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The article China has strongest fibre that can haul 160 elephants – and a space elevator? came out today in the SCMP, and I would like to find out how much the cable would weigh. But I'm not sure if the article contains enough information to calculate it, and so I'm hoping someone can help me figure this out.

Here's what I know. 1 cubic centimeter of the fibre can hold 800 tonnes and weighs 1.6 grams and has a strength of 80 gigapascals. I also know that a space elevator is about 36 megameter long.

Here are most of the relevant numbers from the article, but I'm not 100% sure if there's something else there that could be helpful:

But so far, the space elevator idea has remained in the realm of physical and mathematical models because there has been no material strong enough to make the super-light, ultra-strong cables needed.

Those cables would need to have tensile strength – to withstand stretching – of no less than 7 gigapascals, according to Nasa. In fact, the US space agency launched a global competition in 2005 to develop such a material, with a US$2 million prize attached. No one claimed the prize.

Now, the Tsinghua team, led by Wei Fei, a professor with the Department of Chemical Engineering, says their latest carbon nanotube fibre has tensile strength of 80 gigapascals.

Carbon nanotubes are cylindrical molecules made up of carbon atoms that are linked in hexagonal shapes with diameters as small as 1 nanometre. They have the highest known tensile strength of any material – theoretically up to 300 gigapascals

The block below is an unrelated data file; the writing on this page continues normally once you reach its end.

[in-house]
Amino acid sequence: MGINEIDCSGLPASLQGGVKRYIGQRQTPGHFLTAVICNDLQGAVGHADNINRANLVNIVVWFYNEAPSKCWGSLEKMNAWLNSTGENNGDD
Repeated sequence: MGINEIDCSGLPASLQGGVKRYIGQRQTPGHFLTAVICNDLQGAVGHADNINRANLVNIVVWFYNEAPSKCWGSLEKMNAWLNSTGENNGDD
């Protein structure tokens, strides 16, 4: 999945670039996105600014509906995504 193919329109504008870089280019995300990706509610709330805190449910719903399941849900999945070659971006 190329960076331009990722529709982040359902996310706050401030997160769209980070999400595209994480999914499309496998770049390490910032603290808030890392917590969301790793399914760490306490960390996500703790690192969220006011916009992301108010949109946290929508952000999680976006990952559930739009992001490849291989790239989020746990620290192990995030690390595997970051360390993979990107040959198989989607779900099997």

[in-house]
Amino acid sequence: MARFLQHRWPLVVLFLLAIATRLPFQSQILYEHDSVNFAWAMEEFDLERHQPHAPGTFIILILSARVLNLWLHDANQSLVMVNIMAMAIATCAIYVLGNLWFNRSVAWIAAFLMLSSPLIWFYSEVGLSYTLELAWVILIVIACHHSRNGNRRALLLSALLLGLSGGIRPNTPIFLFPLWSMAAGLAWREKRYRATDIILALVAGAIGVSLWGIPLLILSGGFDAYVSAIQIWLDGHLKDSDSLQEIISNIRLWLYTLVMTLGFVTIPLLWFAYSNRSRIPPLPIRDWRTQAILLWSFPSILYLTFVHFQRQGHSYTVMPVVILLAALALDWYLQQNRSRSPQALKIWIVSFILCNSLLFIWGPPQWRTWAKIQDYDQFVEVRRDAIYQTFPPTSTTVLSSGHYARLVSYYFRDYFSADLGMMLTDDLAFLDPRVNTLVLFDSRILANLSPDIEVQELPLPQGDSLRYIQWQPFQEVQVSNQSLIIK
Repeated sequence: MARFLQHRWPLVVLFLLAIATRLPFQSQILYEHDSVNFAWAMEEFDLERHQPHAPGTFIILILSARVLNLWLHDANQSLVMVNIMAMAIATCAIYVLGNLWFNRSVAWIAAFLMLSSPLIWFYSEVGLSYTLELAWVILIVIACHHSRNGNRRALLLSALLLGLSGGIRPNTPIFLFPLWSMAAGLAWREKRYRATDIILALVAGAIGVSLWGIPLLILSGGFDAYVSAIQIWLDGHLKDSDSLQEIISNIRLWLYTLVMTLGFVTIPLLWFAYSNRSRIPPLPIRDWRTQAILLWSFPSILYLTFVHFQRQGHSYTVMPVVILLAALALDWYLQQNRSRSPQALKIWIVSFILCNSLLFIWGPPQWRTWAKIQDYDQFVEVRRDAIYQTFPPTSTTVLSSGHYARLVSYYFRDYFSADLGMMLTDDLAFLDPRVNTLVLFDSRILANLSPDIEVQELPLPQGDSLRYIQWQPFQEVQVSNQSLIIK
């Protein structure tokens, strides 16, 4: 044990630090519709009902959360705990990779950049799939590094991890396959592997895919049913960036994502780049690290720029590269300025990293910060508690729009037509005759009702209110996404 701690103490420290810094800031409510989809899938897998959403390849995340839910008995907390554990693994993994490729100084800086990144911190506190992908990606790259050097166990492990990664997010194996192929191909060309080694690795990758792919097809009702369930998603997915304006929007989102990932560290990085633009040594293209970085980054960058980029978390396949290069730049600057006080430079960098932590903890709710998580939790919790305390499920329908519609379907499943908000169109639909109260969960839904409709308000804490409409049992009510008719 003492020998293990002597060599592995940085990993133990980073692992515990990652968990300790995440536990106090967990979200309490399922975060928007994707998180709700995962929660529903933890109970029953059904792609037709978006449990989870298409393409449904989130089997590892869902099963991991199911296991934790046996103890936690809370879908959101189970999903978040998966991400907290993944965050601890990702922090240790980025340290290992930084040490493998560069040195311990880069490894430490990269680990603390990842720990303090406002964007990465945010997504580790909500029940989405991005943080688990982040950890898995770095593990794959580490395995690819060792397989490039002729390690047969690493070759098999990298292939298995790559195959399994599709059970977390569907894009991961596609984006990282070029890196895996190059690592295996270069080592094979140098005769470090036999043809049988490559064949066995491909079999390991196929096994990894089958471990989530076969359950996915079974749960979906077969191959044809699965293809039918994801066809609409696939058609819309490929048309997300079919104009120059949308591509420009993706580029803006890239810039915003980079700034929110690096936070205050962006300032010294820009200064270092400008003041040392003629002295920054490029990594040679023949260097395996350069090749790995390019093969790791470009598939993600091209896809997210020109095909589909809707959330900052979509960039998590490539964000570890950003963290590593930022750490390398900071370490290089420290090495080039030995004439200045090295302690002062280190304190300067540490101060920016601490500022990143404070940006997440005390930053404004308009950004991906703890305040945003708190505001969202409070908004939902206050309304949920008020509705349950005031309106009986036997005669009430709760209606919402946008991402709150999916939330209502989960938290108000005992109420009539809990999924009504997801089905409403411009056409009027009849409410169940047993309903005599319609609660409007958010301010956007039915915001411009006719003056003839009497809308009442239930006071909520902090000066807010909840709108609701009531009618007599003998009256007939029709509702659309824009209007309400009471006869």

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    $\begingroup$ graphite is about 2.3 g/cm^3, single-walled nanotubes might be 1.4 if packed densely but these cables are probably not just SWCNT, so graphite might be a good starting point. With density and the 80 GPa that's probably all that's needed as far as the material is concerned. The hard part is the math for the cable thickness versus height, and there should be people here who've done that calculation before, perhaps even some existing answers to address that. $\endgroup$
    – uhoh
    Oct 26 '18 at 13:32
  • $\begingroup$ Assuming the cubic centimeter cited was 1cm in cross-section, that's 31,250km of self-breaking length. Elevator possible without tapering the tether, and first lead tether used to pull heavier, stronger upwards could be of order of 50 ton. $\endgroup$
    – SF.
    Oct 26 '18 at 17:14
  • $\begingroup$ different, but related (and currently unanswered): Has there been any independent verification of the results from this Chinese nanotube study? $\endgroup$
    – uhoh
    Jul 19 '19 at 0:33
  • $\begingroup$ The actual paper is on ResearchGate, in case that helps: researchgate.net/publication/… $\endgroup$
    – DJG
    Jul 19 '19 at 14:45
  • $\begingroup$ "Here, we demonstrate the fabrication of CNT bundles (CNTBs) that are centimetres long with tensile strength over 80 GPa using ultralong defect-free CNTs." So centimeters long is ultralong?!! Wtf. $\endgroup$
    – Herman
    Jul 20 '19 at 21:42

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